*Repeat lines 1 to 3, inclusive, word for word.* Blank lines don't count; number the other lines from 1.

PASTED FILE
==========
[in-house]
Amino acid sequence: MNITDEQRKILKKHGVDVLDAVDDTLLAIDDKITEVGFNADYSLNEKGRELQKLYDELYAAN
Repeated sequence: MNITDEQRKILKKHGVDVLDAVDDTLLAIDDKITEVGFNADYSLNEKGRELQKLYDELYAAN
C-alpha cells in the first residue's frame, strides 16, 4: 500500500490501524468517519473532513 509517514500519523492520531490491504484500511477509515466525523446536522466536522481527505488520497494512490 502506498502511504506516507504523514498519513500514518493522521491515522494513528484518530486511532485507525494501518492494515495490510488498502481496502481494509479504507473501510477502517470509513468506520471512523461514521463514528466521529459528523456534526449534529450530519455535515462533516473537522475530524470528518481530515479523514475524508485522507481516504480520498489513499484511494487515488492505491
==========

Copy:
[in-house]
Amino acid sequence: MNITDEQRKILKKHGVDVLDAVDDTLLAIDDKITEVGFNADYSLNEKGRELQKLYDELYAAN
Repeated sequence: MNITDEQRKILKKHGVDVLDAVDDTLLAIDDKITEVGFNADYSLNEKGRELQKLYDELYAAN